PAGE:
In a gerbil study, researchers examined the role of NO in cochlelar excitotoxicity. Cochlear compound action potentials thresholds were recorded with NOS inhibitor and glutamate exposed conditions. Overstimulation with glutamate caused NO-mediated excitotoxicity in the cochlea. NOS inhibition should be neuroprotective for cochlea .
To trigger iNOS expression in cochlea, bacterial lipopolysaccharides and tumour necrosis factor α was injected to guinea pigs. The iNOS expression was higher than eNOS and nNOS during that experiment. iNOS were localized in the cochlea’s blood vessel walls of the spiral ligament and the modiolus, in the organ of Corti, in the limbus, in nerve fibres and in spiral ganglion . This dispersed iNOS is caused by the bacterial lipopolysaccharide-triggered immune response. In another study with immonostaining data, the distribution of NOSs was determined in the auditory system. nNOS was dispersed in the inner and outer hair cells, spiral ganglion cells, cells of the stria vascularis, spiral ligament cells and vessel cells near the modiolus. eNOS was dispersed in vascular endothelial cells, and in spiral ganglion cells. If there were not immune stimulus there would be no iNOS in cochlea .
3. Roles of nitric oxide synthase in unhealthy brain
NOS enzymes have important duties during pathophysiology of unhealthy brains. Unlike healthy brains, the roles not only depend on signal transduction, but also on anabolic/catabolic mechanisms. Under that heading various diseases, pathologies, malfunctions and disabilities of brains will be evaluated from the point of view of NOSs.
3.1. Roles of NOSs in neuropsychiatric diseases
It is very hard to diagnose the neuropsychiatric diseases properly; however, there are globally accepted parameters. Although the criteria for diagnosis is generally evaluated at certain times by prestigious committees and there is still hardships for diagnosis. One of the main goals of the scientists working on neuropsychiatric disorders is to pair a marker molecule with a disease to facilitate the diagnosis. So far there is not any coupling for any NOSs for any neuropsychiatric disorder as a marker but NOSs have various roles for these diseases. Anxiety, depression/major depression and tendency for suicide are important and common neuropsychiatric disorders. NOS has roles for these abnormalities.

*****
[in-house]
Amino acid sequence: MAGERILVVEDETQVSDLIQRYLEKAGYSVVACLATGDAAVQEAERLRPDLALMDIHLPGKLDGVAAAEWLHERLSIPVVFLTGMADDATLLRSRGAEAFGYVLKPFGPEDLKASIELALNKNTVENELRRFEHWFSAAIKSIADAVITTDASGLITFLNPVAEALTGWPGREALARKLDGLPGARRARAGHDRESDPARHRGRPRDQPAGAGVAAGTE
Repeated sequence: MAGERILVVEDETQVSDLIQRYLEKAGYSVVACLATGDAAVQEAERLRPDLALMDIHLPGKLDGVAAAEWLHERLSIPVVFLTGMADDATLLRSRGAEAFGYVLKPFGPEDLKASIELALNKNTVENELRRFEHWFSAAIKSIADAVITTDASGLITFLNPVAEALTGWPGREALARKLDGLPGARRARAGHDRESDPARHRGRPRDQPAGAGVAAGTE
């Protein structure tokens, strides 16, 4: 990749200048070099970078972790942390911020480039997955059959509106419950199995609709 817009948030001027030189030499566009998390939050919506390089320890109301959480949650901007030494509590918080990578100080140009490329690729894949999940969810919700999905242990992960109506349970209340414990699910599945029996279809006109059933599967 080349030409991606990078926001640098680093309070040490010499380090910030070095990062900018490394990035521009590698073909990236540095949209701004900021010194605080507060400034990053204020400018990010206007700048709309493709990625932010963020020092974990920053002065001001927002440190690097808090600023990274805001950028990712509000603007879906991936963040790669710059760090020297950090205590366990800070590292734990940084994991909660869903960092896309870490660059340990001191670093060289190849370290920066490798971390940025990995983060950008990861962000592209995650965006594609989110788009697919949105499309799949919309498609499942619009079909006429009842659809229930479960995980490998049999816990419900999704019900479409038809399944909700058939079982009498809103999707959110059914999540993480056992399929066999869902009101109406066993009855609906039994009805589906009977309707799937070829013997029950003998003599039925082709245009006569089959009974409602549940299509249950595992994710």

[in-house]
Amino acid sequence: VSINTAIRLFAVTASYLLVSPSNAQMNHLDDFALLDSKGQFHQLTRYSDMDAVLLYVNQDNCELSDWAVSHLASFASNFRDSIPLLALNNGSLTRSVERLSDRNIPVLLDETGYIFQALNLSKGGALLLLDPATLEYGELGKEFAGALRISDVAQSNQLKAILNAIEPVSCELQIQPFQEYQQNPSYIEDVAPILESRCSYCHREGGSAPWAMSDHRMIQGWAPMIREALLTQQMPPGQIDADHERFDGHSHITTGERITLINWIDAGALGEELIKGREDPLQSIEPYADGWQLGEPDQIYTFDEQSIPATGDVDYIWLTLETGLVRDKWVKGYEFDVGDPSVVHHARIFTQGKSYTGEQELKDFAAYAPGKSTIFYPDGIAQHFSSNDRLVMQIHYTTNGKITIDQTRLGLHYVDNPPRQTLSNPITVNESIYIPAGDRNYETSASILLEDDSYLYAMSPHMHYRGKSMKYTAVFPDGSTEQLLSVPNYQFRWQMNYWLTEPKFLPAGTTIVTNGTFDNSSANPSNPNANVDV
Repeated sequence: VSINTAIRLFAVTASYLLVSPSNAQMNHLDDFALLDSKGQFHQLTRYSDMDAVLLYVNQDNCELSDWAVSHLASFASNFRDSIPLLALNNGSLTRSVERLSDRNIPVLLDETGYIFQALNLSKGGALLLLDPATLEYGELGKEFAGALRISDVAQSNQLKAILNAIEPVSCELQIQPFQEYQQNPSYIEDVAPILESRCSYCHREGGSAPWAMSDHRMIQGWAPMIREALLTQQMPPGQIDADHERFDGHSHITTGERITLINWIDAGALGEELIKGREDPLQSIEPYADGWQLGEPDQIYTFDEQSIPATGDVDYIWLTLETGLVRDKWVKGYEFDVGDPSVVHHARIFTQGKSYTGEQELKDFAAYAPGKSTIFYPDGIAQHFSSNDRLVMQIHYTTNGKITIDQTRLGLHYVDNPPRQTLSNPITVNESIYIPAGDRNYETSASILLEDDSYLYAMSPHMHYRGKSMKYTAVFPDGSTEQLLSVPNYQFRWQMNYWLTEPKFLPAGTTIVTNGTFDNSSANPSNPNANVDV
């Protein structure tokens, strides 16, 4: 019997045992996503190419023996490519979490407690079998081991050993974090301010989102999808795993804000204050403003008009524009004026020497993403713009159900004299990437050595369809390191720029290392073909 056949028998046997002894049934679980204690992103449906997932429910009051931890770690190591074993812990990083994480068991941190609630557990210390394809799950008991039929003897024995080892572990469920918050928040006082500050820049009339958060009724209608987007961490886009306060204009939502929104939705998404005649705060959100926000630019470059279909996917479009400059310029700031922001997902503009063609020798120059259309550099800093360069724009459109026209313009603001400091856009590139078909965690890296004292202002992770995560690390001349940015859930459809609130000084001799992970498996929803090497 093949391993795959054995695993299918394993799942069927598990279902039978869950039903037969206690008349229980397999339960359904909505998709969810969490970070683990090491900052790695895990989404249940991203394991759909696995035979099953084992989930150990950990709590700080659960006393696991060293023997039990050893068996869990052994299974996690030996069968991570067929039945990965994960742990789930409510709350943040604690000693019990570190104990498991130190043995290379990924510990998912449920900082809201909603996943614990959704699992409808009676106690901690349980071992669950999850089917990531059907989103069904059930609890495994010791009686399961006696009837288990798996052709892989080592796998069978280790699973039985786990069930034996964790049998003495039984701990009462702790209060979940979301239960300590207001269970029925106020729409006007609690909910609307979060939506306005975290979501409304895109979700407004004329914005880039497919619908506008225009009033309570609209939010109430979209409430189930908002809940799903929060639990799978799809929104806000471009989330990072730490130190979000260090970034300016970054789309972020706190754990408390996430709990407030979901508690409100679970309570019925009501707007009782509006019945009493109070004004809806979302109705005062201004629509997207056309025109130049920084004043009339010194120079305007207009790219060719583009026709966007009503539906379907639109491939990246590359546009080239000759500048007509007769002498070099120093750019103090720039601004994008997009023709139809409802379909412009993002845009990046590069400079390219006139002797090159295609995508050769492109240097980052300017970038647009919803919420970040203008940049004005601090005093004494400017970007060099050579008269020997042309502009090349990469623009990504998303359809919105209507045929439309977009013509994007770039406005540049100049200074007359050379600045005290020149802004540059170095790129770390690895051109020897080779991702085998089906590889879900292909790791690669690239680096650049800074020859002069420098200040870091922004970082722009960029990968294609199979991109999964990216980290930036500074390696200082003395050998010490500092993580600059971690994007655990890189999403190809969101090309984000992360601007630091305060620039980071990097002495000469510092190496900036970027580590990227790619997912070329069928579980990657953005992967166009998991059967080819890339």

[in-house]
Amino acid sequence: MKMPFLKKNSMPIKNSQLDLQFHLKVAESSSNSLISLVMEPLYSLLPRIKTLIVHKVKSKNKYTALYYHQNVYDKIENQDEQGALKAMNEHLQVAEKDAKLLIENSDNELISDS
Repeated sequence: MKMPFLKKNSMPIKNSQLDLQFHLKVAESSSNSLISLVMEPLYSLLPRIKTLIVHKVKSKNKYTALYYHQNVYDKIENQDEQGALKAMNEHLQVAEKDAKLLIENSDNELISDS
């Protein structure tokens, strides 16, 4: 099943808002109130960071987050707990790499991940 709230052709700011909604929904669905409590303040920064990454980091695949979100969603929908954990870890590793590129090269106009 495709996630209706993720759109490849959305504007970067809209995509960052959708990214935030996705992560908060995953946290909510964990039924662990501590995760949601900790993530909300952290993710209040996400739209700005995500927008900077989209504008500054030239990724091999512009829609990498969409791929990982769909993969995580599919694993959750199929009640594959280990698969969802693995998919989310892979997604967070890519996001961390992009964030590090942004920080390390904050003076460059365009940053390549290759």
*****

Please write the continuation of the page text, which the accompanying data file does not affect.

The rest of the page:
In patients with depression it was shown that NO expression altered via eNOS. Besides NO modulates neuropeptides, such as vasopressin, oxytocin and corticotrophin-releasing factor. In patients with depression, these neuropeptides’ expression levels were altered. According to post-mortem studies on depression patients, NO signalling was impaired in their hypothalami .
Major depression disorder (MDD) will be one of the dominant causes of disability by the year 2020. Antidepressants generally decrease NO levels and/or inhibit NOS activity indirectly. Also NO levels and NOS expressions are higher in MDD patients. Besides, with mice studies, it was shown that there is a correlation between NOS mechanism and depression. NOS inhibitors could be researched as a new target for antidepressant strategies [4, 22].
In a population study done in Taiwan with MDD patients in which the potential genetic variations with healthy and MDD subjects according to their nNOS polymorphisms was researched. There is no difference between subjects; the frequencies are similar for controls and MDD patients . In an autopsy and tissue bank-based study from Holland, there is decrease in nNOS expression in the anterior cingulate cortex of MDD-diagnosed people .
In mice along with stress-induced depression, nNOS expression increases in the hippocampi. Due to excitotoxicity neurogenesis in hippocampi is suppressed. To inhibit nNOS signalling may be a novel approach for depression treatment . Also, iNOS is involved in stress-triggered depression. NO derived from iNOS and mRNA levels of iNOS increased in cortices of depression model applied mice .
Also in a population study there is no correlation between genetic polymorphisms and MDD. In Japanese population MDD patients were investigated for polymorphisms in their nNOS genes, but found no variation between controls and MDD . From a Czech Republic population genetic study, there is also no correlation between eNOS and MDD . A population study from United Kingdom found a correlation between single nucleotide polymorphisms in nNOS gene and psychosocial stress-triggered depression. The individuals carrying those polymorphisms have a tendency to develop depression if they face financial hardship .